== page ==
This Westchester Activist Strengthens our Evolving Grassroots Movements

IMG_2382Allison consults companies how to move from operating closed hierarchical organizations to running social networks online and on land.  She stresses the necessity of integrating both and teaches people how to engage others from a more personal approach.

Allison was a pioneer in this field, in 2001 as emails and blogs were taking shape she was fascinated by power – who has it and who uses it. Social media produced a shift in power – from the organization to the individual.

The missing piece prior to this new regime was our complacency in the last ten years to be out on land politically engaging, we remained on social media and performed volunteer work in our communities, whilst forgetting that democracy building relies on citizens being politically involved.

The biggest shift is from broadcasting what we do, it is about leading conversations about issues we are interested in and how to do this together.  Allison says it is by working with you and not at you.

As our grassroots movements grow and evolve, Allison consults us how to stay engaged for longevity, she brings her unique skills and talents into the groups, gently guiding us along as we grow this community together.

There will be many more important insights from Allison in our book.


A Westchester Activist Advocates for Minorities

IMG_2361Marni’s powerfully strong energy must fill any room she enters.  She exudes passion, positivity and strength. If you haven’t met this lady before, you certainly need to make it your mission to catch up with her, as she brings her creative ability to think out of the box into her local community.

Meeting fellow activists I notice similar traits I share with these women. Marni gets a natural high from meeting complete strangers from all walks of life and enjoys bringing everyone together within our community. I totally understand that passion.

Inspired by Pete Seeger’s philosophy to help people become more engaged, Marni is a natural organizer and an invaluable co-leader of the group “Yorktown Together for the Future”. With her at the helm we expect many necessary changes to eventually take place in Yorktown.

Marni was born deaf and has successfully navigated her disability by remaining positive and proactive. Because of her being a minority who understands isolation, she sympathizes with the plight of immigrants struggling to fit into the cultural norm in America.  Immigrant issues is currently her strongest advocacy work under the current political regime.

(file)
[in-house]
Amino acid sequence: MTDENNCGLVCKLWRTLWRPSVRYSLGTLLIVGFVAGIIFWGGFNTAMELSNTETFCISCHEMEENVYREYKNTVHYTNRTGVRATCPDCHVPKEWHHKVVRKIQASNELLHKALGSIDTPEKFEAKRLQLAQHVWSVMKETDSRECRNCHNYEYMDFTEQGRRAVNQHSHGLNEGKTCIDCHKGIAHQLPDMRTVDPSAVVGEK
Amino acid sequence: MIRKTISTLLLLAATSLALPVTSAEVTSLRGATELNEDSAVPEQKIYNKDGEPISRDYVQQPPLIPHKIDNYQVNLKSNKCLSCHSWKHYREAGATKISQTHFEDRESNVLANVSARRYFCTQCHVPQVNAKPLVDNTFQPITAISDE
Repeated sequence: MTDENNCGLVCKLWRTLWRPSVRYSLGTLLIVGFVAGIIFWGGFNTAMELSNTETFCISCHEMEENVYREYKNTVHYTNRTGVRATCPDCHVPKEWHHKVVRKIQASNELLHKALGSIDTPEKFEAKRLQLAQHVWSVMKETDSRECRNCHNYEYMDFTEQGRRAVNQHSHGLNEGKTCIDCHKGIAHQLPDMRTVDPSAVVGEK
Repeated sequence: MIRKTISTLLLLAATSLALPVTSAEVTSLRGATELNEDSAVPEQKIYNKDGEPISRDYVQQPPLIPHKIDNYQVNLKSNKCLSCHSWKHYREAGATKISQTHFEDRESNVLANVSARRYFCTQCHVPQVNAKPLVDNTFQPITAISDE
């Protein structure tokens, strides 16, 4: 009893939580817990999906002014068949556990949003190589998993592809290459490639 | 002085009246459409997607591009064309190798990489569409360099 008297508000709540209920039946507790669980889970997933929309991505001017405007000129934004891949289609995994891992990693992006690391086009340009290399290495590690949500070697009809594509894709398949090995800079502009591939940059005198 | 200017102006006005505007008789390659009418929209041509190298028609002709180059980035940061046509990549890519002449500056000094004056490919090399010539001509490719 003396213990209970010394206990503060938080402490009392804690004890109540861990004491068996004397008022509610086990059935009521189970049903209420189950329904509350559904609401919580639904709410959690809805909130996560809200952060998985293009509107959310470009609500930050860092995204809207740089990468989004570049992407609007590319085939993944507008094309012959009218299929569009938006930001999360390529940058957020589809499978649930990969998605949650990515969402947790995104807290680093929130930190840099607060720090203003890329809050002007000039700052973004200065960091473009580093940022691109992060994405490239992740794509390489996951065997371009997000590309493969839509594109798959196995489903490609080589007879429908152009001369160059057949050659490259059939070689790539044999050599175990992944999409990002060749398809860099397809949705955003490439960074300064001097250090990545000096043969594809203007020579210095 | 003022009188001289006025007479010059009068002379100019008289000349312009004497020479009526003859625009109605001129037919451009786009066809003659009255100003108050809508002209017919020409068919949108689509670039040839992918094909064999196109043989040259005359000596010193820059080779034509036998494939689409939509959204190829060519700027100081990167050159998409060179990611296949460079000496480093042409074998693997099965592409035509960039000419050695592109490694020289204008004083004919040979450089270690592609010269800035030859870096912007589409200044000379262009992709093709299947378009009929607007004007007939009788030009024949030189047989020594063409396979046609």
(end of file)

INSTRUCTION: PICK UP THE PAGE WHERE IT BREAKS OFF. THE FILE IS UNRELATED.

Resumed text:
In our book you will read so much more about Marni. Her interesting chat with Gloria Steinem in Washington at the Women’s March, her personal journey down the road less travelled and the various organizations she is involved with in Westchester. She is a force of nature brimming over with boundless energy.  Her finally words to me during our interview, totally epitomizes who she is. I asked her why she believes Astorino needs to be gone, her response: “BECAUSE HE IS DEAF.”


A Peaceful Warrior Westchester Activist

JSK_4515-400x600What strikes me most about the women activists I am meeting is their warmth, compassion and ability to juggle many areas of their life with ease and mindfulness.  Amy epitomizes this lifestyle, and as a clinical psychologist, with a private practice in White Plains, she teaches others to attain mindfulness through cognitive therapy and meditation.

Similar to many of the women interviewed, her overwhelming feeling of utter devastation on election night, caused many meaningful dialogues to take place at school gates the following morning.  These moms primary purpose quickly became researching on line the immediate actions necessary to counteract what was inevitably coming down the political pipeline.

Amy’s professional background promotes action orientation solutions, and fully recognizes the compassionate component of how our country needs to uphold our democratic values for the future of our children. Her professional life compliments the activists’ message.

Our book will describe in more detail how one of the original Indivisible Westchester Administrators contributed to the formation of this amazingly strong and powerful grassroots movement.


The Indivisible Westchester Co-Founder

IMG_2296Verena juggles various balls in her life.  From volunteer work in her children’s lives to being a Democratic District leader, to being the co-founder of Indivisible Westchester.  Sitting down and chatting with her in the back garden I am impressed by her warmth, humility and gentle strength to get things accomplished behind the scenes.

After obtaining a graduate degree in Public Policy from Duke, Verena worked for Scott Stringer in NYC, and now brings her valuable skills to Indivisible Westchester, by helping to highlight the urgency for change at a Westchester County level.  Volunteering as the Research Committee chair for Indivisible Westchester, Verena’s team establish white papers highlighting all the issues our county is currently facing.